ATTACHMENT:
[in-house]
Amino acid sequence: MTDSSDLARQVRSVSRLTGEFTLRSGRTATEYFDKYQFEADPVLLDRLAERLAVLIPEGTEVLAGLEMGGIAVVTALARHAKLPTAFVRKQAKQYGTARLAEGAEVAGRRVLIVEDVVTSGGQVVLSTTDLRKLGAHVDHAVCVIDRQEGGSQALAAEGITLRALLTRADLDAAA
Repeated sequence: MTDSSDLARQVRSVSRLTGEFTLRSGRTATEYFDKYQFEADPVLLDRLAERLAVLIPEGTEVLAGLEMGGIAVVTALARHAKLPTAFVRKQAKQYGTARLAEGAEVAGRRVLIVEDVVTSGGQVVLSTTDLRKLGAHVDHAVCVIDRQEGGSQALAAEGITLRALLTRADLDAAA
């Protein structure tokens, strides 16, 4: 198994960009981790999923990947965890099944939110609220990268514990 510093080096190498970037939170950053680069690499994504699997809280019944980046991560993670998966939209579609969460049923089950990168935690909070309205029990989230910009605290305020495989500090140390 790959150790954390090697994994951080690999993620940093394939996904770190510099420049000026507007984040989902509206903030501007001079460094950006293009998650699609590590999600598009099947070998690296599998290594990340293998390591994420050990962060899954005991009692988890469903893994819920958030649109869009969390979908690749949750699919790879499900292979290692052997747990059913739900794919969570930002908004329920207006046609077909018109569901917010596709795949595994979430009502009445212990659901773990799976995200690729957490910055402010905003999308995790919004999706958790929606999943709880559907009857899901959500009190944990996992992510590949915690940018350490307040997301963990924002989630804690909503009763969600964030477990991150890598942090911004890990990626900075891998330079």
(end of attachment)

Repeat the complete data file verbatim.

[in-house]
Amino acid sequence: MTDSSDLARQVRSVSRLTGEFTLRSGRTATEYFDKYQFEADPVLLDRLAERLAVLIPEGTEVLAGLEMGGIAVVTALARHAKLPTAFVRKQAKQYGTARLAEGAEVAGRRVLIVEDVVTSGGQVVLSTTDLRKLGAHVDHAVCVIDRQEGGSQALAAEGITLRALLTRADLDAAA
Repeated sequence: MTDSSDLARQVRSVSRLTGEFTLRSGRTATEYFDKYQFEADPVLLDRLAERLAVLIPEGTEVLAGLEMGGIAVVTALARHAKLPTAFVRKQAKQYGTARLAEGAEVAGRRVLIVEDVVTSGGQVVLSTTDLRKLGAHVDHAVCVIDRQEGGSQALAAEGITLRALLTRADLDAAA
């Protein structure tokens, strides 16, 4: 198994960009981790999923990947965890099944939110609220990268514990 510093080096190498970037939170950053680069690499994504699997809280019944980046991560993670998966939209579609969460049923089950990168935690909070309205029990989230910009605290305020495989500090140390 790959150790954390090697994994951080690999993620940093394939996904770190510099420049000026507007984040989902509206903030501007001079460094950006293009998650699609590590999600598009099947070998690296599998290594990340293998390591994420050990962060899954005991009692988890469903893994819920958030649109869009969390979908690749949750699919790879499900292979290692052997747990059913739900794919969570930002908004329920207006046609077909018109569901917010596709795949595994979430009502009445212990659901773990799976995200690729957490910055402010905003999308995790919004999706958790929606999943709880559907009857899901959500009190944990996992992510590949915690940018350490307040997301963990924002989630804690909503009763969600964030477990991150890598942090911004890990990626900075891998330079």